Biomolecular Dynamics, an Historical Account

Cover 110-1We are changing every second of every day. We travel around and between our offices and homes, and move our bodies to perform tasks. The proteins and other biomolecules that comprise us are no different. For us, our relevant timescales range from milliseconds to many years and we are conscious of experiences on these timescales. Biomolecules move around and perform their functions on timescales that are generally much faster, occurring between femtoseconds and seconds. To study motions of biomolecules on these timescales is a considerable challenge, but advances over the last 40 years have bought us to the point that we now can start to decipher the atomic goings on of biomolecules on their relevant timescales. In this issue we present an historical perspective on one of the early papers in our field by Lipari and Szabo, which was published in the Biophysical Journal in 1980. This work laid the foundation for the study of internal motions of biomolecules using the model-free approach that is now frequently used to analyze relaxation data measured by nuclear magnetic resonance spectroscopy (NMR) and fluorescence anisotropy. Lipari and Szabo demonstrated how to study the internal dynamics of molecules, where overall rigid body rotational diffusion is separated from the more local internal motions which are described by the order parameter S.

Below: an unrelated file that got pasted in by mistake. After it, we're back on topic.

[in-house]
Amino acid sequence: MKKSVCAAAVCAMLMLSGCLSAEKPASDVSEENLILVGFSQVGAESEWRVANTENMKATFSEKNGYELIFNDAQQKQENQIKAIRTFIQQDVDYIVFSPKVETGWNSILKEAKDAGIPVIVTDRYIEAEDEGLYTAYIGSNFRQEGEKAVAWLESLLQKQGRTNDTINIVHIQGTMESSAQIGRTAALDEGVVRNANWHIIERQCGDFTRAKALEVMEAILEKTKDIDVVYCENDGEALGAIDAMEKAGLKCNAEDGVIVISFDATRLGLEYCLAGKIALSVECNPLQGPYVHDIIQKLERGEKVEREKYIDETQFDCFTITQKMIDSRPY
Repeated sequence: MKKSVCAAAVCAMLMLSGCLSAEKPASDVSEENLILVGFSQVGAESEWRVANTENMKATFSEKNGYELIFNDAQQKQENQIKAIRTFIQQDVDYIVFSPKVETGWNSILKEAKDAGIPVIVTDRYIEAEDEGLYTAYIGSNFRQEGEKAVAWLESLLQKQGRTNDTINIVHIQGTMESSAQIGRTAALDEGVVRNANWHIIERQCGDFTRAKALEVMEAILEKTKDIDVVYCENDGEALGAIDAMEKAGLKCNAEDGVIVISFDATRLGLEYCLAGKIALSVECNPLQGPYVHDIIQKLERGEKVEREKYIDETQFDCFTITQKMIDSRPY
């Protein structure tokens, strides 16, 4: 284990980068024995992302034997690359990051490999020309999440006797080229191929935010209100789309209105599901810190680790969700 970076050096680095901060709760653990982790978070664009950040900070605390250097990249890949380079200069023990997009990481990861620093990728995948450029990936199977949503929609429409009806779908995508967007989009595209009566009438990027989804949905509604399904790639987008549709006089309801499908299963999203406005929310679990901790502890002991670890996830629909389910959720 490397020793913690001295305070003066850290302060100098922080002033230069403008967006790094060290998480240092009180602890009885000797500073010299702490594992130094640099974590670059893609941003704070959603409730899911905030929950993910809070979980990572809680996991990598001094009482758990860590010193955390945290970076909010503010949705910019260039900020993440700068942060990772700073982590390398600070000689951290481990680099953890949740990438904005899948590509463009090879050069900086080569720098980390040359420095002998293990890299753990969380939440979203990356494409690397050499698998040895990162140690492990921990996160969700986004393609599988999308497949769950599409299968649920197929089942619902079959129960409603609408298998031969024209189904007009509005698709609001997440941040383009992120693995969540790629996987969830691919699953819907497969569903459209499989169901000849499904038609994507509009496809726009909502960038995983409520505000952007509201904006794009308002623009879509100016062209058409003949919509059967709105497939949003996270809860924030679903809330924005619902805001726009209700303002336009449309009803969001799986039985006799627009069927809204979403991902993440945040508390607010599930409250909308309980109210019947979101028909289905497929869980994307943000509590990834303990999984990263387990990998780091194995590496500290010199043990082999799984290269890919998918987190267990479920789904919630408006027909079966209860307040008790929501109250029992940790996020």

The cover image for this issue of Biophysical Journal includes one of the original figures from the 1980 Lipari and Szabo paper (center) and is complemented by representations of the protein myoglobin, with cones representing the amplitude of internal motion of methyl groups in the interior of the molecule, as inferred from the temperature factors obtained for a room-temperature crystal structure. In representing the molecule within the glassy sphere similar to a marble, we try to capture the concept of the rigid body rotation of the molecule, while with the pink cones we communicate the approximate degree of motion for the atoms. By determining the amplitude of motion in biomolecules on the timescales of ps-ns we discover the degree of flexibility of these entities and try to relate the degree of motion on these timescales to biological function.

The original paper from Lipari and Szabo was followed by two papers by the same authors that described the details of the model free approach. Since then, order parameters have been determined for many different backbone and side chain atoms of various proteins. These studies have illuminated the dynamic nature of biomolecules, which we continue to study at ever increasing spatial and temporal resolution.

– R. Bryn Fenwick and H. Jane Dyson

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